Spend too long staring at games and you'll see them staring back at you - with hate in their eyes. These are the things that get Christian Ward's goat about his supposed favorite hobby.
In Going Gold, industry insider Christian Ward casts a critical eye over gaming, breaking down the major issues, events and trends that ultimately decide what games end up on your shelf.
Making games feel right is a very inexact science - one that the proliferation of motion controllers is only going to make more difficult
The world of games journalism is finding itself further and further marginalized from the actual games that people are playing.
Gamers are a very hard lot to please - a problem that the industry is exacerbating through ridiculous hype.
Why don't we make games for anybody but gamers anymore?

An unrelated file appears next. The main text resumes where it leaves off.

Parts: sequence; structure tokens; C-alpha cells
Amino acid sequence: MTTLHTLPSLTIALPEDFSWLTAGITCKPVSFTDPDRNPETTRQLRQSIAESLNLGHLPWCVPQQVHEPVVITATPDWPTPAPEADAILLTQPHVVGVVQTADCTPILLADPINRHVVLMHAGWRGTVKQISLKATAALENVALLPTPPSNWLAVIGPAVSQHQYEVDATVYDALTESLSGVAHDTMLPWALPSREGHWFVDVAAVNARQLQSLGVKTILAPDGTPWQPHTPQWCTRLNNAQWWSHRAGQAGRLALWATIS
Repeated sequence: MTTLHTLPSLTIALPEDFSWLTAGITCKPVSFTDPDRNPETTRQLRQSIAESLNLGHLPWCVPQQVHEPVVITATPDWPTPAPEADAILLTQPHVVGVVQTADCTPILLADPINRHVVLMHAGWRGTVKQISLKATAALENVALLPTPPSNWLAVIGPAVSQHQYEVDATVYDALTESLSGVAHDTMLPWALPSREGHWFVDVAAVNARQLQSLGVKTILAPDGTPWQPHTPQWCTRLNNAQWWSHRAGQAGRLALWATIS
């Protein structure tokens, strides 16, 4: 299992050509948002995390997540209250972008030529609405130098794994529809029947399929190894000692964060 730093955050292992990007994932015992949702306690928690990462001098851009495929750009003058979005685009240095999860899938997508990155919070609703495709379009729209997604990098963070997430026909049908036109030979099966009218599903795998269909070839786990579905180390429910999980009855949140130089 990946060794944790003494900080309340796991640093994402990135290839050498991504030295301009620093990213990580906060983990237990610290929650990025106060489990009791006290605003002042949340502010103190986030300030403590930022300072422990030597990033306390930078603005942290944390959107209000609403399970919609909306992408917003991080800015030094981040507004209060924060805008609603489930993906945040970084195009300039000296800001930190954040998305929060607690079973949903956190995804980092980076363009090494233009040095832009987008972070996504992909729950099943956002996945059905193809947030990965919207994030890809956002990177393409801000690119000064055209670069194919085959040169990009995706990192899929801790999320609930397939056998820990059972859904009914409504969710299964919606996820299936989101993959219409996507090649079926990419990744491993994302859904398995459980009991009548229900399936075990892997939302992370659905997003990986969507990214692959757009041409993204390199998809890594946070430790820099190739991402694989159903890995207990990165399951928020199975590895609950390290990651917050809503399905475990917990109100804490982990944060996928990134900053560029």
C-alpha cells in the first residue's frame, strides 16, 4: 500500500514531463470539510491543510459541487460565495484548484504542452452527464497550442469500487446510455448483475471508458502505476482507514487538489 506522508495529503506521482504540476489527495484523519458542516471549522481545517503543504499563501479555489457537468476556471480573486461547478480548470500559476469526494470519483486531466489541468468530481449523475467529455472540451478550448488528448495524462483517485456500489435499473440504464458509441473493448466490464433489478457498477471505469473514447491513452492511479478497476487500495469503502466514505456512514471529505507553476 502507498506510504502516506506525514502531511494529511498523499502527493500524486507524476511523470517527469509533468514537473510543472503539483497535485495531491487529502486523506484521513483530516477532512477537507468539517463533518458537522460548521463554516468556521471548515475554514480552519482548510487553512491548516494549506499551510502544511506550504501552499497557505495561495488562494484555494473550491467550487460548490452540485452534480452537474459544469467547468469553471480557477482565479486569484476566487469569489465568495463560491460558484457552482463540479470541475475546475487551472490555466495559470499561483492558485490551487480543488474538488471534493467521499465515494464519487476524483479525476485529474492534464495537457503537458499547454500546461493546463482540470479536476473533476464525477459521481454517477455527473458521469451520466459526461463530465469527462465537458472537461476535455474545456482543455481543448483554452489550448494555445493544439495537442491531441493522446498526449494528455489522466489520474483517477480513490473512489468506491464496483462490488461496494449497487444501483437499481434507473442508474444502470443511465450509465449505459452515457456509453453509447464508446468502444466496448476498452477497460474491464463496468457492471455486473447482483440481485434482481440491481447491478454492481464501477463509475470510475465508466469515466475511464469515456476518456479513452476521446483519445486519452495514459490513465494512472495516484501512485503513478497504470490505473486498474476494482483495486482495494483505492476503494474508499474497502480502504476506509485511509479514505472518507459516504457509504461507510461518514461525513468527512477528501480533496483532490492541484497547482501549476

Motion control is undoubtedly the future of gaming, but Sony and Microsoft's latest reveals might just give us an even greater insight into what's to come.
Publishers will do anything, including annoying people with endless countdown clocks, to hype a title's announcement. But does all this effort actually make any difference?
When it comes to stories in games, if you're going to do something, do it right - or not at all.
The sales of MadWorld and GTA: Chinatown Wars say very little about the prospects for "mature" games on Nintendo's consoles. But what are the real lessons we can learn from these games?
Is it possible for a good game to not be fun? While Six Days in Fallujah probably won't be the answer, it does raise some interesting questions.
It's time we gamers put aside our insecurities and realize that yes, there's a lot about our hobby that's adolescent and no, that isn't always a good thing.
The industry desperately wants digital distribution to happen - but should the customers?
Why some games sell and others bomb is still a mystery -- and our hazy understanding of the market leads to poorer quality on your shelves.
The shrinking Japanese games market is a warning to the whole games industry that the time for change is now.
The consumer, the media, and the creators - in this season of gift-giving, there are sorely-needed gifts that each of these kings of gaming could give the industry.